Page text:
How Narendra Modi’s governance model actually works. A catalogue of Modi's schemes
By the time you read this issue, the verdict of general elections of 2014 would have been
clear. And, with that, we would have got the answer to the intense speculation that has gripped the nation for the past six months—whether Narendra Modi can become the prime minister, after a calculated and high-energy election campaign across the country, the like of which India has not seen before. If Modi leads the BJP to more than 200 seats and a winning alliance, it would be a feat that has combined technological brilliance, meticulous planning, strategic seat distribution and tireless personal drive—remarkable for a man of 64.
Unfortunately, despite this, people are hardly wiser about Modi; he remains an enigma. Many people have tried to pick holes in his ‘Gujarat model’ and scholars, like Amartya Sen, have outright denounced him as being harmful for India.
The media has not been in favour, by and large. He has refused to give interviews to top English ‘news’ channels, because they have been persistently anti-Modi in the past. Modi has appealed to the masses directly through rallies and, since the rallies were worth covering, the media, especially the television media, ended up giving him massive publicity.
So, what can India expect from this man, if he becomes the PM? Among a section of the people, huge expectations have been built. They believe that Modi can provide solutions to India’s six-decade-long problems. Others fear Modi’s attitude to minorities and also suspect he is more hype, oratory and marketing. After all, running a state is different from running a country.
Will Narendra Modi unite or divide? Will he deliver growth with social justice? We don’t know; but here is a story Mahurkar narrates: In July 2013, a right wing activist of Saurashtra spent two days with a group of 350 armed Maoists in a Jharkhand jungle. The activist was surprised to find that a third of those Maoists felt that Narendra Modi had the capacity to take the fruits of development to the poorest of the poor, through his committed and innovative governance.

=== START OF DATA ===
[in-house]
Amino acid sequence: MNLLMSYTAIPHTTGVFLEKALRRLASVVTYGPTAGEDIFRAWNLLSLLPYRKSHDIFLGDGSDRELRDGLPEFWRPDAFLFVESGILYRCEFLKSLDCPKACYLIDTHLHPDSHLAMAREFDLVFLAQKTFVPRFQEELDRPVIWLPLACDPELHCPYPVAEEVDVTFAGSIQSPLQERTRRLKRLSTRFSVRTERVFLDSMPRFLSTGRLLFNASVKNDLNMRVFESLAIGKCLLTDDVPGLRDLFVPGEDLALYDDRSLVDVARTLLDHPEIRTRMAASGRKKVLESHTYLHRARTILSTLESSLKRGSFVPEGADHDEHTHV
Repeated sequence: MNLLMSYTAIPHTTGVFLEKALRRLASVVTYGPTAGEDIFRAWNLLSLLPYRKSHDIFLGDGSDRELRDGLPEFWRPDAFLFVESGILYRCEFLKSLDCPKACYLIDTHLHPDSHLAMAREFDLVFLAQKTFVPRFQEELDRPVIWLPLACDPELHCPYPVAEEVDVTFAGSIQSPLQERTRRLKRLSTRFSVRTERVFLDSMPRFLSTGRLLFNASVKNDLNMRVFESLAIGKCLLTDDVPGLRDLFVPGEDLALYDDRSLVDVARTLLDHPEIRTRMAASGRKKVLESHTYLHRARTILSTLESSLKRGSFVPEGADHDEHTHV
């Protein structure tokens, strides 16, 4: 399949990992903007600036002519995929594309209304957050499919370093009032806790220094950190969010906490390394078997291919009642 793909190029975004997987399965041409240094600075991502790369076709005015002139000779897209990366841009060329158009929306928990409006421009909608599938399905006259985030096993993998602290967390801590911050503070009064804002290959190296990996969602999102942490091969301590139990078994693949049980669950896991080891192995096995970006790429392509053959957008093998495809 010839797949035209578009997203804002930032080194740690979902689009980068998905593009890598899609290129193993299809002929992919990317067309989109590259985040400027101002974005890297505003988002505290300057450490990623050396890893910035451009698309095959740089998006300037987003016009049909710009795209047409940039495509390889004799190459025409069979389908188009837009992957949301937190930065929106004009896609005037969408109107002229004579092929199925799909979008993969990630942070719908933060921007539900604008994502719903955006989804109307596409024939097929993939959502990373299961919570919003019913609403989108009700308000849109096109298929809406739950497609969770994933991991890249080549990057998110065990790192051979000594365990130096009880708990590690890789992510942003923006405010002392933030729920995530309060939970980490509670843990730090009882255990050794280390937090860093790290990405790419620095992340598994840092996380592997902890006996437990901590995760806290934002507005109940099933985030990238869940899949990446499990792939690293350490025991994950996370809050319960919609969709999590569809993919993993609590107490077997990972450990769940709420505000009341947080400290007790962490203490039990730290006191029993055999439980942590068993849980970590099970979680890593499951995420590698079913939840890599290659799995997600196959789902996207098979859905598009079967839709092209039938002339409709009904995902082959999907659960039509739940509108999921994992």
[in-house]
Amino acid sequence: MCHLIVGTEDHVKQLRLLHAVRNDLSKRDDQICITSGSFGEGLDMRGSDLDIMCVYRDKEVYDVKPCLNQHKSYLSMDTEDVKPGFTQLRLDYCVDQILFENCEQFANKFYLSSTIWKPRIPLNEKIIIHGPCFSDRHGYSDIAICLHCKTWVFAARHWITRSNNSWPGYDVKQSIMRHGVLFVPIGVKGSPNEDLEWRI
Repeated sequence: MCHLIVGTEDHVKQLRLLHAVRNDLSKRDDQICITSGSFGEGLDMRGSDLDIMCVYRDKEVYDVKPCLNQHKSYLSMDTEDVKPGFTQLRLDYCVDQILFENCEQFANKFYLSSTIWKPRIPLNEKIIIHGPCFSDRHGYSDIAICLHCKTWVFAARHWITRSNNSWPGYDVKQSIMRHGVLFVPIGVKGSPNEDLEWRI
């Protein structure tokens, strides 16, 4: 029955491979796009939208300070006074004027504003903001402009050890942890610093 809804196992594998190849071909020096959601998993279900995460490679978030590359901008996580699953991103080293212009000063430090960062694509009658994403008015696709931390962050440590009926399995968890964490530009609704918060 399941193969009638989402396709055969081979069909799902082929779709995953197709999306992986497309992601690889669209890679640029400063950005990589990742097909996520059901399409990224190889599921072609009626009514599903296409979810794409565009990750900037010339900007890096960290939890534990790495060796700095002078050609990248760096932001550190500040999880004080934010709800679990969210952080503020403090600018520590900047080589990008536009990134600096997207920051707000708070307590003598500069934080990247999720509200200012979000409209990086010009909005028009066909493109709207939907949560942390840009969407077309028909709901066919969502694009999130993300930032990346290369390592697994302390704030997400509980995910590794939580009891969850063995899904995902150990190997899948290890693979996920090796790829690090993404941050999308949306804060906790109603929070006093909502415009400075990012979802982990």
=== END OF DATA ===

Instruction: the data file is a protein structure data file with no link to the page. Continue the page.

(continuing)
When asked about why they rooted for a man who should be ideologically a sworn enemy of the ultra-reds like them, they told the stunned activist that they were fighting for a just share in their region’s development cake for the poor and whoever gave it to them would get their support.
Mahurkar has been based as the Gujarat correspondent of India Today for almost three decades. He has personally known Modi for years and has observed the Gujarat model closely. He has written a book that avoids some uncomfortable facts about 2002 and, instead, focuses on Modi’s governance.
According to the author, three of his innovations are unprecedented in India—his decision to introduce online voting for civic body elections in the state in 2010, making voting compulsory at the civic body election level and giving voters the right to reject candidates. Unfortunately, the last two suggestions were rejected by the state governor and, therefore, couldn’t be implemented.
What Modi unsuccessfully recommended in 2010 was, however, adopted by the Supreme Court in September 2013, when it directed the National Election Commission to give the voters the Right to Reject by giving an option in the electronic voting machine (EVM) titled ‘None of the Above’ (NOTA).
KC Kapoor, who was the election commissioner of Gujarat from 2007 to 2011, says: “Modi can only be complimented for his vision and political will in taking these historic electoral decisions. Few leaders have the courage as well as the foresight to take such tough calls in the interest of democracy.” And Modi has been repeatedly described as a fascist.
Modi has had several other path-breaking initiatives to his credit. One such is to celebrate every Independence Day, Republic Day and Gujarat Day at a new district headquarter with a view to bring in focused development and foster a sense of pride in the locals about their culture and history.
Another one is to make a massive drive for female education. “From 2003 onwards, every year, about 700 top officers of the state including more than 160 IAS officers have been fanning to the village for 2-3 days in the third week of June in the sweltering summer heat, convincing parents to send their children to schools, especially the girls.
The timing of the annual drive is made to coincide with admission of new students in the school every year. The campaign has brought down the overall school dropout rate in the government primary schools in the state from 46.78 percent to almost 7 percent and enhanced the enrolment percentage from 74.43 percent to 99.25 percent in the past
Mahurkar narrates many such programmes of Modi and some anecdotes that underline a strong and impartial administration. He explains in detail the heart of Modi’s achievement: tremendous growth in agriculture. According to YK Alagh, sustained growth of 4% in agriculture is rare because acreage tends to remain fixed and so the gains have to come entirely from productivity. And, yet, Gujarat has managed a 6% agricultural growth, according to him and 8% according to agricultural economists Ashok Gulati and Tushaar Shah. This was possible by tripling the number of check dams, drip irrigation, providing 24X7 power and charging for it. Mahurkar’s account shows how all this was actually implemented. An interesting account for those who make up their minds about this forceful personality before gathering enough knowledge.